(CARIBBEAN360) – QUITO, Ecuador, Thursday October 22, 2015 – Crime and violence are taking a big development toll on Latin America and the Caribbean, and key knowledge gaps undermine the ability to formulate effective public policies, according to several new reports released today by the Inter-American development Bank (IDB).
The reports were unveiled during the ongoing 7th Regional Policy Dialogue and Intensive Training Clinic. Jointly organized with the government of Ecuador, the event brings together world experts and officials.
The IDB released a report on the social costs of crime and violence, a new roadmap for future IDB research and a new database of citizen security programmes in the region.
“Crime devalues the human, physical and social capital of society and affects the poor disproportionately,” said Nathalie Alvarado, Citizen Security Principal Specialist at the IDB. “It is essential that we understand why our region has so much violence, and then identify what can be done that is most effective and in keeping with our reality.”
Latin America and the Caribbean are exceptionally violent when compared to other regions. The grouping accounts for nine per cent of the world’s population, but registers one-third of all homicides. Even after adjusting for income, inequality and poverty levels, the region has exceptionally high levels of violence, especially homicides and robberies.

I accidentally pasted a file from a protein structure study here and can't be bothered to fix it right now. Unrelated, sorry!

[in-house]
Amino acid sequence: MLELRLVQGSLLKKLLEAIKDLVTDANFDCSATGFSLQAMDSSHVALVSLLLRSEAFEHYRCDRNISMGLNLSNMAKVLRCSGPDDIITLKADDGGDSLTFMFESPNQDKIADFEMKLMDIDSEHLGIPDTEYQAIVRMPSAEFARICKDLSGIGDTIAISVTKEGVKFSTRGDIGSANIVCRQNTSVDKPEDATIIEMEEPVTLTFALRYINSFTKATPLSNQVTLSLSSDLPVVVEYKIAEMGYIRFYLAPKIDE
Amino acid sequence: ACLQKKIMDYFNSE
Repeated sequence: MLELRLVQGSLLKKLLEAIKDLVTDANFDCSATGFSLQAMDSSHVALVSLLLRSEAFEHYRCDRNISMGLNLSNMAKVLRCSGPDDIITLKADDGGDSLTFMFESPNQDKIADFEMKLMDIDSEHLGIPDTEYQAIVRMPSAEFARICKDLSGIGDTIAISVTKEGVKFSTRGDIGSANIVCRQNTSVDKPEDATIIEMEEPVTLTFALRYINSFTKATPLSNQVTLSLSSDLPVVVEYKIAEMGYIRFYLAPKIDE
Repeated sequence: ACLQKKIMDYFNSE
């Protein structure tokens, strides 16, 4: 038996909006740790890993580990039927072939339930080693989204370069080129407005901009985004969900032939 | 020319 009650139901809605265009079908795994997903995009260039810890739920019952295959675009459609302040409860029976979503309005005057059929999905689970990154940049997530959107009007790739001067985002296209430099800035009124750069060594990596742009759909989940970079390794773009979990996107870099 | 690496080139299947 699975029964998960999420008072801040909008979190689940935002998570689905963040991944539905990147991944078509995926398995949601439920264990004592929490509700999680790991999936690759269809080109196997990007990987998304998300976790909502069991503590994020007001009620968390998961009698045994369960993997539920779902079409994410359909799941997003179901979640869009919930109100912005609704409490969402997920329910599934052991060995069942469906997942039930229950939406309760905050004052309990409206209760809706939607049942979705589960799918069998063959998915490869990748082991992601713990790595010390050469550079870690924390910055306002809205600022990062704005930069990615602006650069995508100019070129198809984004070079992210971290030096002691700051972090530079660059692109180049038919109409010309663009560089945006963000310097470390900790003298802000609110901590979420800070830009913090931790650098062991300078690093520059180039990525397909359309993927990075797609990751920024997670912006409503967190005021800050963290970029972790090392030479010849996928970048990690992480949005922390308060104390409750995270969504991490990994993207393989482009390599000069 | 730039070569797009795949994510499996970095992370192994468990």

The study on the costs of crime is the first systematic effort to put together rigorous research about the issue in the region. Using cutting-edge edge research methodology, it looks at direct costs such as spending on public and private security – as well as outlays in justice systems and the social costs of homicides. It also examines indirect costs such as the suffering of victims and changes in routines forced by the fear of being victimized.
The new database of citizen security programs, created together with the Igarapé Institute, tracks 1,350 citizen security programs at the sub-national level over the past decade. A sampling of 10 percent of the programs showed that only seven per cent were rigorously evaluated, and 57 per cent had no evaluation at all.
The IDB is launching several efforts, together with countries in the region, to improve the quality of the statistics through the prompt publication of a new database with indicators on crime and violence.
“While research on crime has advanced in other regions of the world, Latin America and the Caribbean are characterized by their lack of reliable data, which hampers academic research and the formulation of effective policies,” said Laura Jaitman, an IDB specialist on citizen security and editor of the report on crime costs.
“The available evidence comes largely from the developed world, and generally cannot be applied to the region because of the different contexts.”
In addition, the IDB laid out a road map of its future research agenda, which will focus on: generating data and methodologies to measure the costs of crime; social prevention of crime, with emphasis on vulnerable youths and women; urban crimes, and the most effective use of public spaces to prevent violence; the use of community policing and new technologies to improve police work; criminal justice systems, with a focus on evaluating rehabilitation and reinsertion programs.